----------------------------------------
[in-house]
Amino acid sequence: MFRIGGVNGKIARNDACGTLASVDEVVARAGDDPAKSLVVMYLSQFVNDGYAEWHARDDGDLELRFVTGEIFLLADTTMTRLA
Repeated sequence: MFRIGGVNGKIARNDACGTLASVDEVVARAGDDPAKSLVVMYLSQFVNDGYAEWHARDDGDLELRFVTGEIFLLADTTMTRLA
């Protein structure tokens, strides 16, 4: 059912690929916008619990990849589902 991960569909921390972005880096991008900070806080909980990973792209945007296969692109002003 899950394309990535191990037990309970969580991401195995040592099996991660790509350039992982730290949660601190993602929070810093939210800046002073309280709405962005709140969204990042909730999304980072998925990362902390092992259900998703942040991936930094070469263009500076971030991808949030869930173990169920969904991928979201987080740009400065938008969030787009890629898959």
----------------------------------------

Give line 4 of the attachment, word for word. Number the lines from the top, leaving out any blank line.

């Protein structure tokens, strides 16, 4: 059912690929916008619990990849589902 991960569909921390972005880096991008900070806080909980990973792209945007296969692109002003 899950394309990535191990037990309970969580991401195995040592099996991660790509350039992982730290949660601190993602929070810093939210800046002073309280709405962005709140969204990042909730999304980072998925990362902390092992259900998703942040991936930094070469263009500076971030991808949030869930173990169920969904991928979201987080740009400065938008969030787009890629898959």